Here’s a guest post from our friends over at ZingInstruments.com who are almost as obsessed about blues music as we are!
First released in 1961, the song Wang Dang Doodle is one of the quintessential blues songs of the 60s era in Chicago. The song, which spans a mere 2 minutes and 20 seconds in duration, was initially released as a 7-inch 45-RPM record by the Chess Studio and recording label. It was defined by one music critic, Mike Rowe, as “an urban party song in an urban style, with a massive, rolling and exciting beat,”—a song that went far in redefining America’s love for the blues.
In the following article we will highlight the very significant history of Wang Dang Doodle, including the artists that wrote and recorded the song, some words regarding its origin and lyrics, and the many tributes to the song that have since followed.
History of Wang Dang Doodle
In the 1950’s, towards the end of his songwriting career, Willie Dixon composed the lyrics and music to Wang Dang Doodle. The song was first recorded by the bluesman Howlin’ Wolf in 1960, who was originally hesitant to record the song due to what he called its “old-timey sound—like some old levee camp number.” Dixon remarked years later in his autobiography that he wrote the song especially for Howlin’ Wolf, not long after he heard the singer perform in the early 1950s, but saved it until 1960 because he believed the song was far too advanced for the singer at that point of his career.
About the Name “Wang Dang Doodle” and Its Lyrics
Some music historians have suggested that Wang Dang Doodle was based on an “old lesbian song” known as the Bull Daggers Ball, a claim that Willie Dixon later denied.
According to Dixon, the name of his song, Wang Dang Doodle, translates to having a good time in the city (of Chicago, in this case), especially if the person “came in from the South.” A “Wang Dang,” according to Dixon, meant a party or a night out on the town, with plenty of music, dancing and whooping it up; and a Wang Dang Doodle, then, was the process of having that party or good time, or a style of “rocking out.” The lyrics of the song seem to reflect Dixon’s definition, including these lyrics, which occur about midway through the track:
“Tell Kudu-Crawlin’ Red, tell Abyssinian Ned
Tell ol’ Pistol Pete, everybody gonna meet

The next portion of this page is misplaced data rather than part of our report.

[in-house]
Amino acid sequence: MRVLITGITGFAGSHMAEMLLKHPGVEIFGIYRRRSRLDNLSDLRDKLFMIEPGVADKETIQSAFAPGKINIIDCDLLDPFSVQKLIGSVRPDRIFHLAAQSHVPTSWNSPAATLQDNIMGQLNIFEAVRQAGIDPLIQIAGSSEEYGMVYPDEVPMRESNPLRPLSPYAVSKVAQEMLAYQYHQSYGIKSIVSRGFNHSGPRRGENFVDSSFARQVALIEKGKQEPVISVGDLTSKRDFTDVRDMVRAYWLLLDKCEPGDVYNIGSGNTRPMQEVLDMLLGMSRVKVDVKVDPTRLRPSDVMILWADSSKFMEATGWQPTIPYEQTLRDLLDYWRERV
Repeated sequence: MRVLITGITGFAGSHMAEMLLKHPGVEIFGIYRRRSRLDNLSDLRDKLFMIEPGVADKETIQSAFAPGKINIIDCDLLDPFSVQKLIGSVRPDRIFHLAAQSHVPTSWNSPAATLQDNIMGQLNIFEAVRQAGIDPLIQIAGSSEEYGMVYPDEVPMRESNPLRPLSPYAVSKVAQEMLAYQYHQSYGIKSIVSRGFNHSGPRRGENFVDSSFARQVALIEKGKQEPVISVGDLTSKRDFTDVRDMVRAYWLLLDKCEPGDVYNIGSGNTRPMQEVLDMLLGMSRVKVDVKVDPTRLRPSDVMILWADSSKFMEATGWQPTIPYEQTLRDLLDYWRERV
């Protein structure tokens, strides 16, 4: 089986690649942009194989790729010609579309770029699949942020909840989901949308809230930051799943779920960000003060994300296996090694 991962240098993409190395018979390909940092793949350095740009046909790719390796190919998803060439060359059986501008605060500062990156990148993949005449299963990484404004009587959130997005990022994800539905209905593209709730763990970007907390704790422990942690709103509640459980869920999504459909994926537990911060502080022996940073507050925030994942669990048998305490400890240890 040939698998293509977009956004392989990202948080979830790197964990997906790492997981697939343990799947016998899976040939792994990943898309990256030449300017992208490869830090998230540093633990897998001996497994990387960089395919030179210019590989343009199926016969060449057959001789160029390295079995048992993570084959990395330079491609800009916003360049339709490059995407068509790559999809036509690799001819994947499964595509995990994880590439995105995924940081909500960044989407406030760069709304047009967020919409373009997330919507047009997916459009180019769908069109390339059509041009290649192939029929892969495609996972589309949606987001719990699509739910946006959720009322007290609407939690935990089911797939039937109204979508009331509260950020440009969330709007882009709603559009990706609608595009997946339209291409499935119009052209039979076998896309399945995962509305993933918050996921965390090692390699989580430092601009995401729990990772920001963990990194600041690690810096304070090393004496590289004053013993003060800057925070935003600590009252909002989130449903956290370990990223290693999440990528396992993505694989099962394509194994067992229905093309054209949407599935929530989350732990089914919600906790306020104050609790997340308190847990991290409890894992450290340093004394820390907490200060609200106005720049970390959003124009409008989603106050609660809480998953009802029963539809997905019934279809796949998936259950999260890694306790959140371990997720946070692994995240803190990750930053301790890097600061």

Tonight we need no rest, we really gonna throw a mess
We gonna to break out all of the windows
We gonna kick down all the doors
We gonna pitch a wang dang doodle all night long”
The Two Main Versions of Wang Dang Doodle
It was in June of 1960 that Howlin’ Wolf first recorded the song Wang Dang Doodle, in the same recording session that was also responsible for his blues classics Back Door Man and Spoonful. When Chess Records released Wang Dang Doodle, as the B-side to Back Door Man, it achieved moderate popularity, although neither song (as recorded by Howlin’ Wolf) would ever hit the charts. Wang Dang Doodle is also included on the album Howlin’ Wolf, the singer’s popular 1962 compilation.
The blues singer Koko Taylor joined Chess Records in the summer of 1964. Willie Dixon immediately loved her sound, and in December of 1965 he convinced her to perform Wang Dang Doodle for Checker Records, a subsidiary of Chess Records. Taylor’s rendition was released in 1966 and quickly achieved critical and popular acclaim. This particular version would rise as high as #4 on Billboard magazine’s Rhythm and Blues Charts, and #58 on the magazine’s Hot 100 Pop Charts.
Koko Taylor breathed new life into Wang Dang Doodle, and because of that, her version of the song was inducted into the “Singles or Albums” category of the Blues Foundation Hall of Fame in 1995.
Other Versions and Tributes to Wang Dang Doodle
Many other artists have either recorded or performed the blues classic Wang Dang Doodle over the years. Some of these groups/singers include:
- Love Sculpture—recorded in 1968
- Savoy Brown—recorded in 1971
- Grateful Dead—began performing the song in 1983
- ZZ Hill—recorded in 1982
The very popular Pointer Sisters brought Wang Dang Doodle back to life in 1973, very early on in their recording careers, reaching #24 and #61 on the R&B and Pop Charts, respectively. The song was also performed at the 2011 Grammy Awards by Cyndi Lauper, Maria Muldaur, Betty Wright and Mavis Staples.
Finally, the “Wang Dang Doodle Festival,” held annually in the town of Forest, Mississippi, celebrates the very best of Blues-style music, great food and fun.